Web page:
there. It’s a beautiful place.” This unwillingness to know, learn and educate one’s self baffles me. For this reason I always carry an Indian map along with me & honestly it helps. Several cases have flared up these past few years; where people from the North East have been abused and mistreated, and the regretful part is that the common victim

is always a student. The most recent case happened in the country’s capital; Nido Tania a 19 year-old student was brutally attacked by shopkeepers at a South Delhi market. He sadly passed away suffering from heavy bruises. The reason behind his murder was his longish & stylish hairstyle. If having a different hairstyle can lead to someone’s death, then I do not know what future awaits us. The news of Nido’s death spread like wild fire, soon after which protests & rallies were held all over the country demanding justice. Students across Mumbai gathered at Azad Maidan in protest, but the rally became a needle in a haystack, as it was drowned out by two other bigger unrelated protests that were also happening simultaneously in the same venue. In the end it all was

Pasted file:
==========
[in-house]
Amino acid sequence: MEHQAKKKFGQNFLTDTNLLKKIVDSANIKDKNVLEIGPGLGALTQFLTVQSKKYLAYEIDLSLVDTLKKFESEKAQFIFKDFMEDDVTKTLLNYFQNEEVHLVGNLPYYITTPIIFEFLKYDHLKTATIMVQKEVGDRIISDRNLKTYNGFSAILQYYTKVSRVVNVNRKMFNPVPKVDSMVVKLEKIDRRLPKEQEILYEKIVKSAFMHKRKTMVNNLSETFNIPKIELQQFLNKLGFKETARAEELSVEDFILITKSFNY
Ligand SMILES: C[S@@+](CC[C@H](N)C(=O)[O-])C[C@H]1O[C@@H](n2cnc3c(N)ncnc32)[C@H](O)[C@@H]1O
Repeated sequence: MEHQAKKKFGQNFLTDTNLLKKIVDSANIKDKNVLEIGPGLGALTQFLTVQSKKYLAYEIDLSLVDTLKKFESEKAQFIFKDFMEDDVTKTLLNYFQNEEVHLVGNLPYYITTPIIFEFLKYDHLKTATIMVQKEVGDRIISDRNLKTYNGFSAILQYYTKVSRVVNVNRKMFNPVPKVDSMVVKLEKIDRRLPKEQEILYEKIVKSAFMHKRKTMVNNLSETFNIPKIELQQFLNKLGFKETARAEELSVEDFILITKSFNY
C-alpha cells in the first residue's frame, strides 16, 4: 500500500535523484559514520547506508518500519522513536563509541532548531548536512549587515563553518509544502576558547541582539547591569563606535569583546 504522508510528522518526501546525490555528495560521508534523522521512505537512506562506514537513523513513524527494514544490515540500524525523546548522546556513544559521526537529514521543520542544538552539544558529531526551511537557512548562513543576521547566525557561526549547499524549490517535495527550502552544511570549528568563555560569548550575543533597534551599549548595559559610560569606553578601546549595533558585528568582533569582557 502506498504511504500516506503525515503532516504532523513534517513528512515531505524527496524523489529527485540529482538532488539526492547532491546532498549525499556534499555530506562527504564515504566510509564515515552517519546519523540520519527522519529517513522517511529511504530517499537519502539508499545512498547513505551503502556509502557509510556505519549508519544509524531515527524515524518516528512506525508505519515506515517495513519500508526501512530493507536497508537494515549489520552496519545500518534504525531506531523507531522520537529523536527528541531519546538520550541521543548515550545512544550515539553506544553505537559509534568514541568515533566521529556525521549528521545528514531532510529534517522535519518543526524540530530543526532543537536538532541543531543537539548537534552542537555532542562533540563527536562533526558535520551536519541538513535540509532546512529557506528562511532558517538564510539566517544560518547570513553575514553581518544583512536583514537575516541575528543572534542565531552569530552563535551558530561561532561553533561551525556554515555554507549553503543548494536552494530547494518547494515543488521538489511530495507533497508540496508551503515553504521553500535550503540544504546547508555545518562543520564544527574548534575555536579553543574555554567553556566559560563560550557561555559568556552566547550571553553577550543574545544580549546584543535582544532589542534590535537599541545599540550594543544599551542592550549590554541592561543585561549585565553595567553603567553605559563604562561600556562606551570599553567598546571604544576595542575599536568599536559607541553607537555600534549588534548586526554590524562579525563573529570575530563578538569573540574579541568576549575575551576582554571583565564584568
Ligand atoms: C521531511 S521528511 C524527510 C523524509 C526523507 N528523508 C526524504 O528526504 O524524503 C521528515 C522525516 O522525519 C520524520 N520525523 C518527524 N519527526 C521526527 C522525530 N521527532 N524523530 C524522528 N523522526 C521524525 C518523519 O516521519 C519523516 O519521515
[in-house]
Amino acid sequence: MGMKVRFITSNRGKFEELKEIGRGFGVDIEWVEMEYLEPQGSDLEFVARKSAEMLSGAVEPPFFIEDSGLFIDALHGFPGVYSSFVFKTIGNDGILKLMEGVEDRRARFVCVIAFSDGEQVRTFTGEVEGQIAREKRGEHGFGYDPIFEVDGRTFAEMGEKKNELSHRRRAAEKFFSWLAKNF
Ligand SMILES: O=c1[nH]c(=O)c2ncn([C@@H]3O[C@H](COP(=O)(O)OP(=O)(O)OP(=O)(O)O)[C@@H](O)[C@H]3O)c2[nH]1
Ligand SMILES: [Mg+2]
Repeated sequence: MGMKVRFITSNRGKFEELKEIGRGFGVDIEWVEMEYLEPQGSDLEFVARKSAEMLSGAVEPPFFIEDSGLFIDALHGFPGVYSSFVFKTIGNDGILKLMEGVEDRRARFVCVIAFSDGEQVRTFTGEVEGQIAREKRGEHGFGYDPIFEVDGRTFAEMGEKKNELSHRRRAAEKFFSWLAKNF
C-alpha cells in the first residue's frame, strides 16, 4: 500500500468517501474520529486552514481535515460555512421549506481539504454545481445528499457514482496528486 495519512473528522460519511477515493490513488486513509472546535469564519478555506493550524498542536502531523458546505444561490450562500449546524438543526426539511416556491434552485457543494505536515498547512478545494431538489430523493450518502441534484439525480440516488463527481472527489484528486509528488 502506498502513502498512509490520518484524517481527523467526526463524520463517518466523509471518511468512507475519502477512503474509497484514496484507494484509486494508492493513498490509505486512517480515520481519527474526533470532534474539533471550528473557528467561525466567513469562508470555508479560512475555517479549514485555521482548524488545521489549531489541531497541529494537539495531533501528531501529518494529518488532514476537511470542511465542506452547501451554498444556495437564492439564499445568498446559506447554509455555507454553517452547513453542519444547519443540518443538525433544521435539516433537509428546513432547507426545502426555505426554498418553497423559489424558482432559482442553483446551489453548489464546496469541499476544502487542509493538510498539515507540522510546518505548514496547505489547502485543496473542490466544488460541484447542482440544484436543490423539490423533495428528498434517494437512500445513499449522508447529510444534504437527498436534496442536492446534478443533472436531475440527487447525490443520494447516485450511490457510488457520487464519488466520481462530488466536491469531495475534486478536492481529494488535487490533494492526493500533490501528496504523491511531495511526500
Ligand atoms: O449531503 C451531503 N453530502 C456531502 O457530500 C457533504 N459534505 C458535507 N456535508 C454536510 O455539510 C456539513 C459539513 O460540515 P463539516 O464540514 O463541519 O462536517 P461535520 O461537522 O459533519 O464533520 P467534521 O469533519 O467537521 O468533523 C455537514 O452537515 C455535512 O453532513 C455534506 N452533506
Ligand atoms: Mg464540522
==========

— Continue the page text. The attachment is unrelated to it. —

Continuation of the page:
very illustrative of just how much of a minority we still are. Another issue faced by many women from the North East specifically, is a form of sexual harassment where they are mockingly referred to as “Nepali,” which is a euphemism for “sex worker.” A word of caution to the ignorant minds who see the world like this, not only are you negating the identity of North Eastern women you are also labeling all Nepali women as women in prostitution and most importantly perhaps you are unable to see women as anything more than sex objects. With the national elections currently underway, politicians are quick to pay lip service to ‘racism’ as a tool to win the hearts of most North Easterners. Some address the issues of how ‘Indian’ people from the North-East